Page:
By Jill Martin and David Close, CNN
(CNN) — How NCAA athletes are compensated could be set to change. If it does, it would stem from a completely new approach by the NCAA.
In a letter to NCAA Division I membership, NCAA president Charlie Baker is proposing to create a new subdivision within Division I – the highest level in collegiate athletics – for schools to directly compensate athletes.
This would be a departure from previous practice. Baker, the former governor of Massachusetts who became NCAA president earlier this year, outlined a proposal for the “highest resourced” colleges and universities to invest in their athletes directly.
This would include the use of athletes being able to profit from their name, image and likeness, commonly known as NIL.
NIL deals stem from an NCAA policy change in 2021 that allowed athletes to profit from sponsorship opportunities –- a move that came after the US Supreme Court said that athletes could receive education-related payments in a case that reshaped the landscape of college sports.
In the letter, which CNN obtained, Baker said moving in this direction “kick-starts a long-overdue conversation among the membership that focuses on the differences that exist between schools, conferences and divisions and how to create more permissive and flexible rules across the NCAA that put student-athletes first.”
“Colleges and universities need to be more flexible, and the NCAA needs to be more flexible, too,” Baker said.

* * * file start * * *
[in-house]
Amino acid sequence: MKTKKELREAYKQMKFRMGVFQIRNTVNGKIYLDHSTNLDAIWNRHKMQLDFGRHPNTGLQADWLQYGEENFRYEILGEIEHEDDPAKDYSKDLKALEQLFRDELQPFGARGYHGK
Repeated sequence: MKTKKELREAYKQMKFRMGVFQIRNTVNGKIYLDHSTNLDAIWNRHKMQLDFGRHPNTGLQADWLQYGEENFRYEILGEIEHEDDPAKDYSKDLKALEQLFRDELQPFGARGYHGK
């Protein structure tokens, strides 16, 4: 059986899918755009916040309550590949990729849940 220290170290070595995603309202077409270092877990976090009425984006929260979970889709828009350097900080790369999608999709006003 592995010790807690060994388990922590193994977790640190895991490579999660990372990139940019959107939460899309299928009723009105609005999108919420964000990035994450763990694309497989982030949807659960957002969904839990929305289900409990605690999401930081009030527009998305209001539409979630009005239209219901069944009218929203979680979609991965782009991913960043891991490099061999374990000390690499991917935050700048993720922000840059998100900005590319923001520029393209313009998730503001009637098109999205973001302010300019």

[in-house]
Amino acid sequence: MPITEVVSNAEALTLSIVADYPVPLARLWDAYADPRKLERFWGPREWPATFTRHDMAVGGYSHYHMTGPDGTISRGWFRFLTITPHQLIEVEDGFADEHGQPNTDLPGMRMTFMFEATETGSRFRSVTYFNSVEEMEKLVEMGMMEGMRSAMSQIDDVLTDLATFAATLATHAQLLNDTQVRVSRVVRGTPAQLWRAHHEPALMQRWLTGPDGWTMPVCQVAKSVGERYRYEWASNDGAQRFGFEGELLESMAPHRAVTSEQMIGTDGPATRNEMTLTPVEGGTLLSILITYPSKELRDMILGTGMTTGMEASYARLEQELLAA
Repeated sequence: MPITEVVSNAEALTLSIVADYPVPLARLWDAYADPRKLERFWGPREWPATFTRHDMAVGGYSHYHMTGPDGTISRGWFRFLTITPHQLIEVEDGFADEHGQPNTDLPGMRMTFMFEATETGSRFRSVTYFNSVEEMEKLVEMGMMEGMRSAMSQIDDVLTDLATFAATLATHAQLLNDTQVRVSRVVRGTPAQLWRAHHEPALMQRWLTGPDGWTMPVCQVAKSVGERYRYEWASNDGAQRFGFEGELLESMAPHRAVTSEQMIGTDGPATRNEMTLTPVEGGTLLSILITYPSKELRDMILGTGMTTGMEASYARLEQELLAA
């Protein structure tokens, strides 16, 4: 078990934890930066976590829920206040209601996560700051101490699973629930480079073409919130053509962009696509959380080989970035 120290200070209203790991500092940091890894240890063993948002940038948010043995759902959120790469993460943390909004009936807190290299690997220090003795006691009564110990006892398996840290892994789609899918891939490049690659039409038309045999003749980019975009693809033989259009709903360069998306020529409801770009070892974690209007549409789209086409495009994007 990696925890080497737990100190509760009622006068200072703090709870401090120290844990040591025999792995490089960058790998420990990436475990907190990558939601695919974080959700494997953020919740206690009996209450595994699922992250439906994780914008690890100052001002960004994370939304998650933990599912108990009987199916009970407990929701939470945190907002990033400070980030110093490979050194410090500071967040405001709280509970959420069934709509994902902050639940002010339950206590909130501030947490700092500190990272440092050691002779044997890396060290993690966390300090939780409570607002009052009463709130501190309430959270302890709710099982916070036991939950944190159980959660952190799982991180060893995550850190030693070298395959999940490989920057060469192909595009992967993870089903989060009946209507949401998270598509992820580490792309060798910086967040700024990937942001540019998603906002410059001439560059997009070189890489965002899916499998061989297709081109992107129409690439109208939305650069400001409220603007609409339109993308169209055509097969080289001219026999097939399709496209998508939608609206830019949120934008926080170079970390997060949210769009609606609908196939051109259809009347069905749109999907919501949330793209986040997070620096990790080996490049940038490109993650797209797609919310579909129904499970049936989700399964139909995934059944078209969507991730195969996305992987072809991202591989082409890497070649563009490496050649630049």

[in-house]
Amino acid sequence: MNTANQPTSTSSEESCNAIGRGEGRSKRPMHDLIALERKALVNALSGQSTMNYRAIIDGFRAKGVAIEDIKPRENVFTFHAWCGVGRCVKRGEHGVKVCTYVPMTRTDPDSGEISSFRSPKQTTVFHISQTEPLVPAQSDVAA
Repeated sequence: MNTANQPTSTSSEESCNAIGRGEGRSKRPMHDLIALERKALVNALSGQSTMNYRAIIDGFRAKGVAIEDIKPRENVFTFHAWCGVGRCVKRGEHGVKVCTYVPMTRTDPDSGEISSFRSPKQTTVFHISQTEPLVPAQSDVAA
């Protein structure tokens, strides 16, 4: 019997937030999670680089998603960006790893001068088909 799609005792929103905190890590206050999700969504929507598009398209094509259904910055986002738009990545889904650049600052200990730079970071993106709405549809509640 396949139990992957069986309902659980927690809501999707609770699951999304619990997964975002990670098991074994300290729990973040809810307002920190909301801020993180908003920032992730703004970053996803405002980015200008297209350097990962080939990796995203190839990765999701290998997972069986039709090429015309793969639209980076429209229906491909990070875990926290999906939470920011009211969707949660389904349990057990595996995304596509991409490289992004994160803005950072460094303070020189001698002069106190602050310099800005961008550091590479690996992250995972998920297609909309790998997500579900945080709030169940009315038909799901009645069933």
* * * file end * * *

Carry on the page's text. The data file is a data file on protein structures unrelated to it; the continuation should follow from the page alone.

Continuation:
The NCAA president said in the letter that any school that joins this newly created tier would be required to do two things.
First, within the framework of Title IX, invest at least $30,000 per year into an enhanced educational trust fund for at least half of the institution’s eligible student-athletes.
Second, committ to work with their peer institutions in this subdivision to create rules that may differ from the rules in place for the rest of Division I. Those rules could include a wide range of policies, such as scholarship commitment and roster size, recruitment, transfers or NIL.
Baker said in the letter he looks forward to hearing from members and athletes as the NCAA moves ahead and encouraged members to provide feedback on the proposal.
Title IX prohibits discrimination on the basis of sex in education programs or activities – including athletics – that receive funding from the federal government and applies to schools and other educational institutions.
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